Fitness-focused earbuds are nothing now, but they’re usually just sweat-resistant and bass-forward for powering through workouts. Amazfit’s new Powerbuds Pro take that to the next level. Design-wise, they’re more like Apple’s AirPods Pro, but with the added ability to track workouts, monitor your posture, warn you when your heart rate gets too high, and measure your hearing. The result is an advanced pair of wireless ANC earbuds with good battery life for a surprisingly reasonable $150.
So, what’s the catch? There’s no real “catch.” Everything works as promised, aside from a few minor quirks. The issue is health-tracking earbuds as a concept—is this a thing that will actually help people, or a novelty doomed to fail?
There’s no doubt which gadget inspired the Powerbuds Pro’s design. I mean, look at these things. The AirPods Pro inspiration is clear.
That’s not to say they’re identical. The Powerbuds Pro is a smidge bulkier, but it has that same iconic look with the stem and silicone tips, and I’m willing to bet most people wouldn’t be able to tell the difference at a glance. This is also true for the charging cases. More than once I went to grab the Powerbuds, only to accidentally pick up my AirPods. The Powerbuds Pro’s case is a little bigger and has a matte finish, and the connection port is (mercifully) USB-C.
The Powerbuds Pro comes with four ear tip sizes. However, they run smaller than average. I almost always use medium-sized tips, but for the Powerbuds Pro, I had to size up to a large. Fit is important for lots of reasons, but it’s especially important for the Powerbuds Pro. The right earbud contains a heart rate sensor, and if you have a bad fit, those features likely won’t work well for you. Also, creating a good seal is important for ANC.
Overall, these are comfortable to wear both in everyday settings or during a workout. They never fell out of my ear, and I could wear them for longer bouts at my desk without discomfort. If you like how AirPods Pro look or don’t want to shell out for a pair, these are a great alternative. If you don’t, well, these ain’t for you.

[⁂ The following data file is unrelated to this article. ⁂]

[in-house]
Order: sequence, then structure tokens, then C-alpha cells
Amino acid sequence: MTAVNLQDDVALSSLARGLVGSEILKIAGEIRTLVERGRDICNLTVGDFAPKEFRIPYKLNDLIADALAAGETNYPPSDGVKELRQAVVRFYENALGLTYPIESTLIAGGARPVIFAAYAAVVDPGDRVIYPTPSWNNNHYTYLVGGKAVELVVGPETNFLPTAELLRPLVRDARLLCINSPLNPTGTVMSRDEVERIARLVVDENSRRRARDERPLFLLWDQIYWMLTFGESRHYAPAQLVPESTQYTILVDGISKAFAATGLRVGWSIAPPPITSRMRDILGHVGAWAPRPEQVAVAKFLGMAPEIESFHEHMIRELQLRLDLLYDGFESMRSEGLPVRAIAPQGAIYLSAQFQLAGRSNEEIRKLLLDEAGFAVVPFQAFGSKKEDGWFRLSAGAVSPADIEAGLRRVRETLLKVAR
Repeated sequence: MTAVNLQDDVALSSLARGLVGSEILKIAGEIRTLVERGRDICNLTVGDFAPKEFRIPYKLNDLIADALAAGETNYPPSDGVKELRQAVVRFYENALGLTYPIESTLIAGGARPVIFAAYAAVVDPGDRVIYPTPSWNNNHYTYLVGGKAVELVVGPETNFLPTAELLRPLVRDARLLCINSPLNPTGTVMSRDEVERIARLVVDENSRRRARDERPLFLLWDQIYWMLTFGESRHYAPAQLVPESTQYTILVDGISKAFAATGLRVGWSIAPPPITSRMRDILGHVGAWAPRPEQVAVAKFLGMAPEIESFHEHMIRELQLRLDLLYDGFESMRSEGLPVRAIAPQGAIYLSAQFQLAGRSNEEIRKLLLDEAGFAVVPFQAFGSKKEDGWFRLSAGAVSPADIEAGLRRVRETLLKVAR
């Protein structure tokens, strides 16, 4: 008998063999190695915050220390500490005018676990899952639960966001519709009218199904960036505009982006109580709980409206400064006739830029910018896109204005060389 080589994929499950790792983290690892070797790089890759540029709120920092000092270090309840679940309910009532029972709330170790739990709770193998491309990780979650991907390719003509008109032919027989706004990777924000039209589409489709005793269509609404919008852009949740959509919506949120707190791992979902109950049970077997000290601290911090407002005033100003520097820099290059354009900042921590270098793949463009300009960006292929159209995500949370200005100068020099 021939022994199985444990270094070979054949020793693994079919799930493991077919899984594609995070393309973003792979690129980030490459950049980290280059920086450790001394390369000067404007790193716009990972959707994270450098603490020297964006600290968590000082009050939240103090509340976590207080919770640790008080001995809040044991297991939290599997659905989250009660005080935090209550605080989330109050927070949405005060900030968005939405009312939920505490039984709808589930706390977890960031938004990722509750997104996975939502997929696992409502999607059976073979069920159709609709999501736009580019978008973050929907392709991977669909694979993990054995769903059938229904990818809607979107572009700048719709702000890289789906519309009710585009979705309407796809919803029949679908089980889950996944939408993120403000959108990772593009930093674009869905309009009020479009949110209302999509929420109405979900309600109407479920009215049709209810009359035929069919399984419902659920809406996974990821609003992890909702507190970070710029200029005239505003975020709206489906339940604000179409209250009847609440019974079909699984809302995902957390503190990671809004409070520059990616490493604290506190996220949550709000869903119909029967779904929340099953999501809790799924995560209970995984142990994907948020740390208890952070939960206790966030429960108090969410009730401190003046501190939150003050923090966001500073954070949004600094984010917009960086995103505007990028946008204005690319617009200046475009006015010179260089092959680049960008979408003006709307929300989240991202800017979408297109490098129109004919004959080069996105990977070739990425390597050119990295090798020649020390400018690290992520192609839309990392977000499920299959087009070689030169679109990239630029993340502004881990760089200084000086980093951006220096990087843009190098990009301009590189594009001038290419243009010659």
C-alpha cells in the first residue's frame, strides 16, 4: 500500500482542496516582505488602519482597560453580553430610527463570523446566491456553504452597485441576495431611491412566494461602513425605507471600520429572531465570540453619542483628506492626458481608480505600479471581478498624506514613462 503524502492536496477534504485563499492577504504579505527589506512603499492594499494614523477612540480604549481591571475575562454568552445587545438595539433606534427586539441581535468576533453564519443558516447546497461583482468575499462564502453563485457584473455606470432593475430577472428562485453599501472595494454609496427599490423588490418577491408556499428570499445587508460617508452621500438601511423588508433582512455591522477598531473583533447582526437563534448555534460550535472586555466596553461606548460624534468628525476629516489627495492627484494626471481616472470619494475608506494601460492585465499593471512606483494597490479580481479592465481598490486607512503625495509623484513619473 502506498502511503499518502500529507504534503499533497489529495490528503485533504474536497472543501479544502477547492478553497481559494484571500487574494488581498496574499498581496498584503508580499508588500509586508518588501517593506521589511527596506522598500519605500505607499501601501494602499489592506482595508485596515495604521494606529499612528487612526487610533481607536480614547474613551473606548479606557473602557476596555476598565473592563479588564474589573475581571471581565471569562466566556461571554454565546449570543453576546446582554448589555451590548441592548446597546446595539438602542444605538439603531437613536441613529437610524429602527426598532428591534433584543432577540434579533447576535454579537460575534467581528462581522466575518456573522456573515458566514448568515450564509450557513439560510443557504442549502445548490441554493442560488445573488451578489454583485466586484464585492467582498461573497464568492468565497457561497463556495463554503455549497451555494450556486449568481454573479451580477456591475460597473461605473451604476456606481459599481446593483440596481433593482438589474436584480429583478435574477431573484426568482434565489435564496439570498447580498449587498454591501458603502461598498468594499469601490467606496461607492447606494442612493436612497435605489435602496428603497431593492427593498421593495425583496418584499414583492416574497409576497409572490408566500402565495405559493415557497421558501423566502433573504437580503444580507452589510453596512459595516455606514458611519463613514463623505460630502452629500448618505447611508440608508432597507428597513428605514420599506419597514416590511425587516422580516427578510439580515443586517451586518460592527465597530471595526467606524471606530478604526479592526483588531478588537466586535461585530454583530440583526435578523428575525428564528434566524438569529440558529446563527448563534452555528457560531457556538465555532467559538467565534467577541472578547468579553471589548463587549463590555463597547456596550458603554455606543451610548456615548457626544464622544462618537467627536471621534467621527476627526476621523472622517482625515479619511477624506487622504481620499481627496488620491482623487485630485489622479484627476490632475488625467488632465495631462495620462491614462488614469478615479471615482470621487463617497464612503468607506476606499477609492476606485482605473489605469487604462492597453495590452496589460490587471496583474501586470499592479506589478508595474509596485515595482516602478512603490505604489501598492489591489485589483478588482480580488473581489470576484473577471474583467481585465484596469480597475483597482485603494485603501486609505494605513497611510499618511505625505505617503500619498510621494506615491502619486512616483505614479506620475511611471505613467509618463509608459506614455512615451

As far as specs go, these are solid earbuds. The buds have three microphones each, an optical heart rate sensor in the right bud, a proximity sensor, an accelerometer, and a pressure sensor. This means you get features you’d expect on modern wireless buds. That includes multi-mode ANC, customizable EQ, in-ear detection, voice assistant compatibility, and touch controls. For Android users, the buds also support Google’s Fast Pairing feature.
Call quality is good. During a test call with a friend, she said, “For once you don’t sound as tinny or far away.” No one complained during several Zoom meetings either. The only exception was an hour-long meeting when I noticed the buds struggled to stay connected to my laptop. It was annoying, but honestly, I’ve experienced that on every pair of Bluetooth headphones I’ve ever owned.
As for music, these earbuds absolutely don’t stack up to something like Sony’s WH-MX1000XM4, but overall sound quality is good, and these won’t butcher your favorite songs during commutes and workouts. I’d just recommend tweaking the EQ to your liking beforehand as the default option sounds a bit flat. I didn’t like most of the preset options, but thankfully, you can also customize your own.
Touch controls are also easy to use and can be customized in the Zepp smartphone app. The preset gestures are all the ones you’d expect—pausing music, taking calls, switching between modes, activating a voice assistant. In-ear detection is also decent, though it takes 2-3 seconds to pause your music after you’ve taken an earbud out. The only thing I didn’t love was that switching between multiple devices wasn’t always smooth, and I occasionally had to re-pair.
The biggest audio feature, however, is ANC, and it’s pretty dang excellent here. They’re about even with the AirPods Pro, perhaps even a smidge better. I’ve got a noisy air conditioner in my office, and the Powerbuds Pro blocked it out until I couldn’t even tell if it was on. I could still hear a slight hum with the AirPods Pro. However, I wasn’t a fan of the Powerbuds Pro’s various ambient modes when outdoors. Like the Jaybird Vista 2, they’re just not great at blocking the wind.
Battery life is also solid, though you don’t have the option of wireless charging. It’s been over a week since I fully topped up the buds’ battery and the case is still at 37%. That’s with several long calls and workouts. Amazfit claims you can get 9 hours of playback without ANC, and close to 6 hours with it on. I can’t say whether that’s true, as I generally don’t wear headphones that long. However, I did wear it for a three-hour stretch and still had more than 50% battery left. With all these features, you could easily wear these for an entire workday. That’s not too shabby for wireless earbuds.